FIN FEST REVIEW: Blistering Black Ice highlights racism in Canada’s game


Black Ice is a film that’s required viewing for Canadians wishing to understand hockey and its storied – and problematic – history in this nation.

To see the depth and commitment to telling the full story of African-Canadian players and their contribution to the sport is what makes Black Ice an essential work.

Oscar nominee Hubert Davis creates a terrific exploration of the horrific treatment faced by African-Canadian players throughout the entire hockey system, including the NHL. He follows from The Coloured Hockey League of the Maritimes to the NHL, and is thorough start-to-finish.

From personal anecdotes to news headlines, history books and more, the experiences chronicled here are infuriating, and come from all different important sources.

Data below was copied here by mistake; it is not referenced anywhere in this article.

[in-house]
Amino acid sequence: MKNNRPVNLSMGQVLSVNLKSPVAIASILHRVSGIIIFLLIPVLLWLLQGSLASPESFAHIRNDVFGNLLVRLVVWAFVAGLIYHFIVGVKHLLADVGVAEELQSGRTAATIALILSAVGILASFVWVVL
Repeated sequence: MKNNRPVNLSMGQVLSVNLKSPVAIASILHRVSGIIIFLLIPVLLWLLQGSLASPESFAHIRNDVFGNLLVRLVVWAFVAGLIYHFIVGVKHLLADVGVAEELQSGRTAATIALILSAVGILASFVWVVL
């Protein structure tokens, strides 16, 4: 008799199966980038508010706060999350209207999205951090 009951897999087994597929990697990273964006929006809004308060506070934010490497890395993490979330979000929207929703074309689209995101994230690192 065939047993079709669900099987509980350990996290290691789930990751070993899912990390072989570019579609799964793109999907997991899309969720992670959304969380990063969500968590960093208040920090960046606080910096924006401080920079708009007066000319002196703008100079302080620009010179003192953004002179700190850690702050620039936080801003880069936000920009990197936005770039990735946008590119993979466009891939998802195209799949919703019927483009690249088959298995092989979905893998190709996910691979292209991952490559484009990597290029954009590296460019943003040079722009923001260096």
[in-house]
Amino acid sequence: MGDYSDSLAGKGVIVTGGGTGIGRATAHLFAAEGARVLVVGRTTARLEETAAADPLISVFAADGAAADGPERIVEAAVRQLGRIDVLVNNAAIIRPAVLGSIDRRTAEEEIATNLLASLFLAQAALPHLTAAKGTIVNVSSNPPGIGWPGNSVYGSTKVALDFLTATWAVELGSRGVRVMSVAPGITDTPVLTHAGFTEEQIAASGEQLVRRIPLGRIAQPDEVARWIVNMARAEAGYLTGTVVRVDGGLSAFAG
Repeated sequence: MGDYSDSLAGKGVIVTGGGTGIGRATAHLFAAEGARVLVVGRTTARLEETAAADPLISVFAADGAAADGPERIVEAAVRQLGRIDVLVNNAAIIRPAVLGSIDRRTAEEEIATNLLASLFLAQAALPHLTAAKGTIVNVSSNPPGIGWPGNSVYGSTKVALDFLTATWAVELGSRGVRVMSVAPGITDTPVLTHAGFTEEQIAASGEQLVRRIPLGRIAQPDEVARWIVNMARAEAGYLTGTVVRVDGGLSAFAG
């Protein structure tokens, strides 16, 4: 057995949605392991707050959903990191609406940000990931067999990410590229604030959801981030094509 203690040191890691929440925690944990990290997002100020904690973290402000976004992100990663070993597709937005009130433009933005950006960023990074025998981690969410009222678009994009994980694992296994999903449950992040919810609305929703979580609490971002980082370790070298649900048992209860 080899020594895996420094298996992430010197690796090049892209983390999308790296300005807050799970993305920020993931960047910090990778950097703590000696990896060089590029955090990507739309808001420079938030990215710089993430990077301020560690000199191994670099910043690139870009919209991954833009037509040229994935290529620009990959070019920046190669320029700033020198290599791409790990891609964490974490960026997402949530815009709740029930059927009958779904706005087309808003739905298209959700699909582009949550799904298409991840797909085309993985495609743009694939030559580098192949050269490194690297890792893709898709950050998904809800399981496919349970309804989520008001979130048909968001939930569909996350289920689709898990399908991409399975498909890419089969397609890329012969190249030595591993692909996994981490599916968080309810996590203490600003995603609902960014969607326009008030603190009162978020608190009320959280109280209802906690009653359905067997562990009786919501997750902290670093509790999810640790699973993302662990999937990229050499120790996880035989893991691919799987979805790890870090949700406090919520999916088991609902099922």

Former NHLer Akim Aliu to current players Wayne Simmonds, Anthony Duclair, P.K. Subban, Darnell Nurse, and Nova Scotian goalie Mark Connors all have important perspectives. This doc draws from numerous experiences. It also looks at gender inequities, and as a whole, is a worthy and explicit condemnation of our systemic racism in sport.

From producers Maverick Carter, LeBron James, rapper Drake, and more, this is a film wholly unafraid to push buttons. If Black Ice can enact some real societal change, it will have achieved its ultimate purpose.

4/5 Stars


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